3. On Behalf of Dow: Eff's Discussion of "A Simplified version of Dow's Chapter 1, Wiley Companion to Cross-Cultural Research"
    4. Discussant Victor C. de Munck (SASci) (Adding archaeology and historical databases)
  2. FRI AM 2 Routon, Brown, Rionero, Mahti, Kennedy, Johnson, Oztan and Acevedo. This Generation's Modellers (some listed here who are unable to attend)
    1. Wesley Routon. "Warfare" (SCCS) Abstract submitted. Explanations of the causes of war fall roughly into two schools: those arguing for the primacy of environment and technology, and those arguing for the primacy of sociopolitical factors. We re-examine two hypotheses from the former school, viz, societies are more likely to engage in war when they have: 1) more productive subsistence technology; and 2) higher population density. Using data from the SCCS, and up-to-date multivariate modeling methods, we find only qualified support for the first hypothesis and find the reverse relationship for the second: higher population densities lead to less war, not more. We show that omitted variable bias can explain the failure of previous studies to discover this relationship. Finally, we show that the two schools seem to be equally correct, in that each explains about the same proportion of the variation in frequency of external war.
    2. Amber Johnson. "Ecological constraints in hunter-gatherer societies" (LRB hunter-gatherers) Abstract submitted. Among ethnographically documented hunter gatherers dependence on terrestrial animals, terrestrial plants, and aquatic resources for subsistence is related both to some basic properties of the environment (e.g., effective temperature and access to aquatic resources) and to population density. This paper compares models for projecting subsistence dependence for hunter-gatherers developed using the Dow-Eff modeling strategy with those published in Binford (2001). Additional related variables [e.g., quantity of food stored, type of leadership recognized] are also explored.
    3. Tolga Oztan and Doug White. “Evolution of Avoidance behaviors and network cooperativity” (SCCS, Murdock, LRB hunter-gatherers data) Abstract submitted. DEf models show that Joking behavior, above Binford's popdensity packing threshold, replaces parent-in-law Avoidance behaviors yielding potential conflict resolution in kin-group alliances and exchange. As popdensity and jurisdictional levels increase, kin avoidances diversify while overall frequencies decrease and disappear. Some avoidances reduce affinal conflicts between unilocal or unilineal groups but same-generation Avoidances like WiBrWi and HuSi/BrWi act to reduce conflicts in same-sex affinal exchange networks buttressed by Br/Si Avoidance. A 3D differentiation-recombination lattice diagram reveals evolutionary processes of extension and retraction of Avoidance types, rooted in more inclusive sets of cross-sex parents-in-law and WiBrWi avoidances, with other types as ordered subsets.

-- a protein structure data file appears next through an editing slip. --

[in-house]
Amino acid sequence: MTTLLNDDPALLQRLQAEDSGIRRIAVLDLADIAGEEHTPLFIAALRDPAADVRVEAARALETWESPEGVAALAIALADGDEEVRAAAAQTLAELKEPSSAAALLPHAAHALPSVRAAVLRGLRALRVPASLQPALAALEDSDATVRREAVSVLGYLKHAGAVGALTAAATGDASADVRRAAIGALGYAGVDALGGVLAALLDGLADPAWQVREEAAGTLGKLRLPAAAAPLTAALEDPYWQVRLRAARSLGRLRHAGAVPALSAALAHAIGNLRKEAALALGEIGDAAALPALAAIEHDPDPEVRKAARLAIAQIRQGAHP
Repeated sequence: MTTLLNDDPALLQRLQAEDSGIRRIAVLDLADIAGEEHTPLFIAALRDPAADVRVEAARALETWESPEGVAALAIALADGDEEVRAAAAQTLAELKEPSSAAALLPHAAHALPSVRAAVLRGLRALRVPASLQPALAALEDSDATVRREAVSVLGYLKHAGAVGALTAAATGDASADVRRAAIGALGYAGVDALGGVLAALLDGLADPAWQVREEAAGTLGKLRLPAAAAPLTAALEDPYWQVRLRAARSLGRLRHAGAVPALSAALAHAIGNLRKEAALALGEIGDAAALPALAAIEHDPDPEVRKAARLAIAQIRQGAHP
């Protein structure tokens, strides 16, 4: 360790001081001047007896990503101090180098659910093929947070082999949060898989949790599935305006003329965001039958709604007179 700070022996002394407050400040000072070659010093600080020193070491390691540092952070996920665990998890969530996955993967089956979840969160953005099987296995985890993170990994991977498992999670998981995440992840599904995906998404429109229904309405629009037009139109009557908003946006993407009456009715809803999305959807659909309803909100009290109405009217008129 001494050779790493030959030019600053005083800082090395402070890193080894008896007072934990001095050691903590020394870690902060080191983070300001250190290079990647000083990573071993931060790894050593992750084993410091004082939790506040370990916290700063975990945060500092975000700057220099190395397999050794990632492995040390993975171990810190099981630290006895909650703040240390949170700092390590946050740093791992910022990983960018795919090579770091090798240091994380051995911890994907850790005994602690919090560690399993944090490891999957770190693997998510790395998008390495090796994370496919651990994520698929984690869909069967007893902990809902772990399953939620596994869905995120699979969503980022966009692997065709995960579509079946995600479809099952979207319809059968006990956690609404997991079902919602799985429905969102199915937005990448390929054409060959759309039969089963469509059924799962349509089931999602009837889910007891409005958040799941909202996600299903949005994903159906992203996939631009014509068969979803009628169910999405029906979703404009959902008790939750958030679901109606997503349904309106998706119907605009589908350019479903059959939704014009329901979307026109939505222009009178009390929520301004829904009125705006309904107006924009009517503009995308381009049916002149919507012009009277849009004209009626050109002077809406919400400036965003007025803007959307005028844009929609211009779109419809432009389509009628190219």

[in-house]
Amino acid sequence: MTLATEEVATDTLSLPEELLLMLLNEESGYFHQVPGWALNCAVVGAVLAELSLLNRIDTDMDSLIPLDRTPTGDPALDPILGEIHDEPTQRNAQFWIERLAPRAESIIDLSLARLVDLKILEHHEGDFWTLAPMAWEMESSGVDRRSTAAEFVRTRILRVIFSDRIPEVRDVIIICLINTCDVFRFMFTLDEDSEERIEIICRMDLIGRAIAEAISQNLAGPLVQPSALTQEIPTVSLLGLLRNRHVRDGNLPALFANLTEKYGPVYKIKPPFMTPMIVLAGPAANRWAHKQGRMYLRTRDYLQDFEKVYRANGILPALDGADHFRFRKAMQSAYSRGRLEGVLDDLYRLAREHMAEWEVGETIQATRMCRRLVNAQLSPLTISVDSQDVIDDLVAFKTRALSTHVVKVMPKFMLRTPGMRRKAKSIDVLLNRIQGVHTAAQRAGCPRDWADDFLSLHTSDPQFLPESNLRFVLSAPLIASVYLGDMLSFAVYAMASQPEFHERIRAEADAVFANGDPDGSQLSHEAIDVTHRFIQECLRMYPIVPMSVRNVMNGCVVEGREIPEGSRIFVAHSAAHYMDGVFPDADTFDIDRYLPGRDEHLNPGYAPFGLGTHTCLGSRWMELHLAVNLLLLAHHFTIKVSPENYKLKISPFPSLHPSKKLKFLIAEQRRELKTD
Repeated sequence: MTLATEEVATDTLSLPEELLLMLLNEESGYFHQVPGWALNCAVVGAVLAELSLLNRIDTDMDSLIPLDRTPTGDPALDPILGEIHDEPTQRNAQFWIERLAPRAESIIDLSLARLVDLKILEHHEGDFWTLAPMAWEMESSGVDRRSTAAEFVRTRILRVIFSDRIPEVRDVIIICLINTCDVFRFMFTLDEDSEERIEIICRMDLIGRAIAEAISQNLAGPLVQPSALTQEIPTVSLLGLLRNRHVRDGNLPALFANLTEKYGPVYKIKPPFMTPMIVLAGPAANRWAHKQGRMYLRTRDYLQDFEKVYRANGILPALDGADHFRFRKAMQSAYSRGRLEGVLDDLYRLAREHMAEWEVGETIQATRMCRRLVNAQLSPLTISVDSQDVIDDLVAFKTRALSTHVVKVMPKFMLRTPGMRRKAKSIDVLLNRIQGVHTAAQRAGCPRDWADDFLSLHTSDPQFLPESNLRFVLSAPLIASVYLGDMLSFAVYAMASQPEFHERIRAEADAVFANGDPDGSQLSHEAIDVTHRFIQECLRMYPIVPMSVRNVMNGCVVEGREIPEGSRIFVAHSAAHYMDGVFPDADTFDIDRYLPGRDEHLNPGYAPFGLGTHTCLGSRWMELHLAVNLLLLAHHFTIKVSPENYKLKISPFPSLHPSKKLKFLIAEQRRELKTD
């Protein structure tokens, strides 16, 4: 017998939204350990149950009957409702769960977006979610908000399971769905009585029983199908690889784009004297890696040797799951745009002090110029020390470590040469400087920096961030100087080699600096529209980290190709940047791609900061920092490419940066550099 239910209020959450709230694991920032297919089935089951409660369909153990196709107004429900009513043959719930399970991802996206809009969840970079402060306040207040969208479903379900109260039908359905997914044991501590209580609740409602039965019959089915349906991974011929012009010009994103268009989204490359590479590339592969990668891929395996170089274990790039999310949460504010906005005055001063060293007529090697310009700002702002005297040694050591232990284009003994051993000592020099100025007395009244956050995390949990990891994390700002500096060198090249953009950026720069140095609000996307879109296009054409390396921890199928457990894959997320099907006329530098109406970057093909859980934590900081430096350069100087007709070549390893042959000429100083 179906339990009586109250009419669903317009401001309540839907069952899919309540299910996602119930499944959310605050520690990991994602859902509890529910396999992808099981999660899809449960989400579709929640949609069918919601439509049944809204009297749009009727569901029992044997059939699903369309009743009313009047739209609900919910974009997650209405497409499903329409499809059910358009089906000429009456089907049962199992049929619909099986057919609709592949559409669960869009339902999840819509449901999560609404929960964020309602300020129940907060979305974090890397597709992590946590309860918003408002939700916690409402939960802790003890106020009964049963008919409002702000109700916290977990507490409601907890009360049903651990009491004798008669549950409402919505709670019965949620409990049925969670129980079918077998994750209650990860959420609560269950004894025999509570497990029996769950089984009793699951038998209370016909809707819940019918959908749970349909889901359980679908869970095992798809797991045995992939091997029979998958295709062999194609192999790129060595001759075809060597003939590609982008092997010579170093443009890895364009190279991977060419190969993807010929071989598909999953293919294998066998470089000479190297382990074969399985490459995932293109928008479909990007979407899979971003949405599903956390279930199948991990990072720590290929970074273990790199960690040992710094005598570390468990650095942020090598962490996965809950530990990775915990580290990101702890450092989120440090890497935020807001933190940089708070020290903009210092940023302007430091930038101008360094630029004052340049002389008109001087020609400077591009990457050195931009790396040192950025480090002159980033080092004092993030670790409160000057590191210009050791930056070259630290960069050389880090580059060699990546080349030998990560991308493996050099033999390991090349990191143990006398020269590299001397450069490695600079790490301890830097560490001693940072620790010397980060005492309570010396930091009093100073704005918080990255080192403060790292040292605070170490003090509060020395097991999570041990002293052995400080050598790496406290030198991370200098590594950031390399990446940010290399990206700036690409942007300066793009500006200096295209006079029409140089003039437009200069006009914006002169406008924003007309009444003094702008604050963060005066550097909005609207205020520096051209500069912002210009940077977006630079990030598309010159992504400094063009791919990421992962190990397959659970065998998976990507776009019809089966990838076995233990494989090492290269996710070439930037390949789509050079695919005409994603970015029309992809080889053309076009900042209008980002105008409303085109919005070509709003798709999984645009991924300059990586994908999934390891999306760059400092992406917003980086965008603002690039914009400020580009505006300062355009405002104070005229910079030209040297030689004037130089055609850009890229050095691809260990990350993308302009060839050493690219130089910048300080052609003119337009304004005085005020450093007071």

4. Gabriel Acevedo. (SCCS) "Predictors of Gendered Religious Ritual in the Premodern World." Abstract submitted. Sociologists of religion have theorized the role of social institutions in shaping and sustaining patriarchal gender roles in human societies. Theories of “gendered institutions” take a feminist approach to understanding the interaction between institutional structure and reinforcement of gendered social norms. And while this literature has focused primarily on modern social institutions, few studies consider the institutional context of gender roles in premodern societies. This paper will attempt to make both a substantive and methodological contribution based on the study of religious rituals as a function of gendered institutional structures in the premodern world. I will examine the variable for "Participation in Collective Religious Ceremonies and Rituals" (V580) that is part of the SCCS to examine factors that might influence gender segregation in premodern religious rituals. Methodologically, I have coded the key dependent variable as a binary outcome for analysis in SAS using a standard binary logit model comparing “male only” or “male dominated” rituals (1/2/ coded as 0) to all others (3/4 coded as 1). I will then contrast standard logic models in SAS with Doff-EFF autocorrelation regression methods. Previous pub (SCCS): Gabriel Acevedo & Miriam Thompson. 2013. Blood, War, and Ritual: Religious Ecology, ‘Strong’ Culture, and Human Sacrifice in the Premodern World. Anthropological Forum.
I have an interest in working more with this data and DEf approaches which seem quite advanced. For now, I want to run this by your team. I am primarily a sociologist of religion. I am interested in the variable for "Participation in Collective Religious Ceremonies and Rituals" (V580) and want to work on something along the lines of "Predictors of Gendered Religious Ritual in the Premodern World" using this variable. I have coded this as a binary outcome for analysis in SAS using a standard binary logit model comparing male or male dominated ritualsl (1/2/ coded as 0) to all others (3/4 coded 1). Right now I am looking into some theoretical insights that might lead to examination of some predictors. Let me know your group's thoughts on this and the possibility of contrasting models with standard logit to your autocorrelation methods."